The Bafang is truly one of the easiest systems to mount on a trike (or bike) but it does take some measurements... The "Learning Curve" with these is the same you would need to do with any motor system that isn't already installed and functioning. And then you STILL have some learning as you figure out the assist modes, etc.
  • Elrique64 wrote: »
    Had an edit and lost the whole darned thing.

    Happens to me a lot. For future reference: Edit what is needed, Ctrl+A to select All, Open Notepad, and Ctrl+P to paste it. Don't have to save it.
    Should the edit fail, you can select all and copy it back. Since the Russian spam event the forum has gotten buggy. Could be a latency or security issue.

    ¬ ITL
  • bone up on this stuff at http://www.triketech.com/Drivetrain/PowerAssist/PowerAssist.html

    if you need help getting up the slopes, maybe time to put on an mtb crankset. re-consider the idea of using a motor-driven n-380 - browse the web for folks who tried ebike and etrike with the n-360.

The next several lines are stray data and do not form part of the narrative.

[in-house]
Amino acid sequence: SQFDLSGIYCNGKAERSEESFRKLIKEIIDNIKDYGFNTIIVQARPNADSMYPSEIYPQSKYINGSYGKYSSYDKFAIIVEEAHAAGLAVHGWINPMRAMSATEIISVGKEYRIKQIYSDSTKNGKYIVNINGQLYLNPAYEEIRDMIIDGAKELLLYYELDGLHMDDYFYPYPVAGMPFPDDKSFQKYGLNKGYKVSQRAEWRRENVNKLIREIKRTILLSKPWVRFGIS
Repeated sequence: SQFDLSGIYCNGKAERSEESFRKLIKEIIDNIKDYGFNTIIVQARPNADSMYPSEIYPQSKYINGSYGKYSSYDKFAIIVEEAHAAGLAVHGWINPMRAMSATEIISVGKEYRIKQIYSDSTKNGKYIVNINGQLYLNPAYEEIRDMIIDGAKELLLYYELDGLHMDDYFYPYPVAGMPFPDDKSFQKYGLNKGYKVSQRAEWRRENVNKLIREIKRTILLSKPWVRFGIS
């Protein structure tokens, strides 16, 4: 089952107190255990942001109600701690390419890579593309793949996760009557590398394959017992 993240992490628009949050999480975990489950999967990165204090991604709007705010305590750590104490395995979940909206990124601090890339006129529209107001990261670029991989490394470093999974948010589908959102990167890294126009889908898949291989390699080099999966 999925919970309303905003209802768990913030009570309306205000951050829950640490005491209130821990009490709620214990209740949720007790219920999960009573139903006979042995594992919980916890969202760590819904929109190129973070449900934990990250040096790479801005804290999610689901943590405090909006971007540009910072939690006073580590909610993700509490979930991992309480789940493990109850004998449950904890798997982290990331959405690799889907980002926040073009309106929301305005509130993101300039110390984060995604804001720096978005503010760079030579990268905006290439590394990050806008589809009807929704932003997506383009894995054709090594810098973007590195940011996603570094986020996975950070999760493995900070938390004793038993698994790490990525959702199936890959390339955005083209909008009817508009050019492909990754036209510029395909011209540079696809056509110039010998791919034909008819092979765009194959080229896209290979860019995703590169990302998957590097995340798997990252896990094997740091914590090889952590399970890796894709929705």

rambler evo is a game-changer. as The Man said: wait.
  • Hmmm so much to answer....

    First let me say again that we looked at ALL the solutions and chose the Falco for many reasons. I just finished 2 days of training from Falcos CEO Rakesh Dahwan here at TerraTrike and asked many of these questions to him and have become even more certain that we've made the right choice. I'll try to explain them below.

    Secondly, we will be offering a retrofit Falco solution for upgrades very soon. We are working out the details as we speak. However, as I've stated before, this is not the optimum solution. The E.V.O. is purpose built, meaning that the frame has been beefed up, the components selected precisely to handle the e-motor forces, our low rider rack was specifically designed with battery storage in mind and the algorithm has been specifically designed to take into account for the unique torque and forces that recumbent trikes exert (unlike uprights), wheel diameter, tracking and geometry (unlike uprights) and functionality (unlike uprights). Simply purchasing an after market e-motor kit that was designed for uprights and putting it on a trike is not the most optimum solution. Our retro fit kit will not have all the advantages that the E.V.O. will have but will still be light years better than most other solutions out there.